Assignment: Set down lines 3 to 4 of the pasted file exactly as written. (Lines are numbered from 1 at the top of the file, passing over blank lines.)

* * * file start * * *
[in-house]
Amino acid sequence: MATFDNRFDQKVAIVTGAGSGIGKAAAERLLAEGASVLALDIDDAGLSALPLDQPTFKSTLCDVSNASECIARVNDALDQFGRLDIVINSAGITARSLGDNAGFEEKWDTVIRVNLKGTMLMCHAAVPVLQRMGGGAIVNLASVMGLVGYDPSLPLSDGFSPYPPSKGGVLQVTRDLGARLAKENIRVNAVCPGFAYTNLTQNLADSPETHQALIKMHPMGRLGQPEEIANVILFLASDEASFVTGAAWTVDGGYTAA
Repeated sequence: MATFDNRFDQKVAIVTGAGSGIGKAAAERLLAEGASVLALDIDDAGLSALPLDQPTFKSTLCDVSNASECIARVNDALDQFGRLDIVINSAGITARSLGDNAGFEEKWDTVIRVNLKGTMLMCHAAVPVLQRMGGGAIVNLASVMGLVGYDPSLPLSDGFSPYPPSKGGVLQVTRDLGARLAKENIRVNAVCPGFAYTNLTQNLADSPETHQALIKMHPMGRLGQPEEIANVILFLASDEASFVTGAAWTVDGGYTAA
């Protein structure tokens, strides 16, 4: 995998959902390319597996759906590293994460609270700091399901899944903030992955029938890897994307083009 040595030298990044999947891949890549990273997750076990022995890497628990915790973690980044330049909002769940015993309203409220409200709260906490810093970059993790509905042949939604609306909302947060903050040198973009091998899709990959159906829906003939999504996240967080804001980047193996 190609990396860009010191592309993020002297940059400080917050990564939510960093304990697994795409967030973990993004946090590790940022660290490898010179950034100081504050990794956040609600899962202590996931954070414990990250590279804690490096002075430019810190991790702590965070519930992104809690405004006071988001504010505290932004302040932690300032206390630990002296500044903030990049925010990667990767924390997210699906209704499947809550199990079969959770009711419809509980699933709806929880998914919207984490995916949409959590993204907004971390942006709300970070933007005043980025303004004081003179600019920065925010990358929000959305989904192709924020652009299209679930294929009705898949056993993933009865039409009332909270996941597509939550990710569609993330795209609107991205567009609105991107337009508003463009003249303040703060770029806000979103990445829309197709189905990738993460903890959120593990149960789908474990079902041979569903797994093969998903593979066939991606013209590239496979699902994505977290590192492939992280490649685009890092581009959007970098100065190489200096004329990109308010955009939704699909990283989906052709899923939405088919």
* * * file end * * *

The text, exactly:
Repeated sequence: MATFDNRFDQKVAIVTGAGSGIGKAAAERLLAEGASVLALDIDDAGLSALPLDQPTFKSTLCDVSNASECIARVNDALDQFGRLDIVINSAGITARSLGDNAGFEEKWDTVIRVNLKGTMLMCHAAVPVLQRMGGGAIVNLASVMGLVGYDPSLPLSDGFSPYPPSKGGVLQVTRDLGARLAKENIRVNAVCPGFAYTNLTQNLADSPETHQALIKMHPMGRLGQPEEIANVILFLASDEASFVTGAAWTVDGGYTAA
């Protein structure tokens, strides 16, 4: 995998959902390319597996759906590293994460609270700091399901899944903030992955029938890897994307083009 040595030298990044999947891949890549990273997750076990022995890497628990915790973690980044330049909002769940015993309203409220409200709260906490810093970059993790509905042949939604609306909302947060903050040198973009091998899709990959159906829906003939999504996240967080804001980047193996 190609990396860009010191592309993020002297940059400080917050990564939510960093304990697994795409967030973990993004946090590790940022660290490898010179950034100081504050990794956040609600899962202590996931954070414990990250590279804690490096002075430019810190991790702590965070519930992104809690405004006071988001504010505290932004302040932690300032206390630990002296500044903030990049925010990667990767924390997210699906209704499947809550199990079969959770009711419809509980699933709806929880998914919207984490995916949409959590993204907004971390942006709300970070933007005043980025303004004081003179600019920065925010990358929000959305989904192709924020652009299209679930294929009705898949056993993933009865039409009332909270996941597509939550990710569609993330795209609107991205567009609105991107337009508003463009003249303040703060770029806000979103990445829309197709189905990738993460903890959120593990149960789908474990079902041979569903797994093969998903593979066939991606013209590239496979699902994505977290590192492939992280490649685009890092581009959007970098100065190489200096004329990109308010955009939704699909990283989906052709899923939405088919």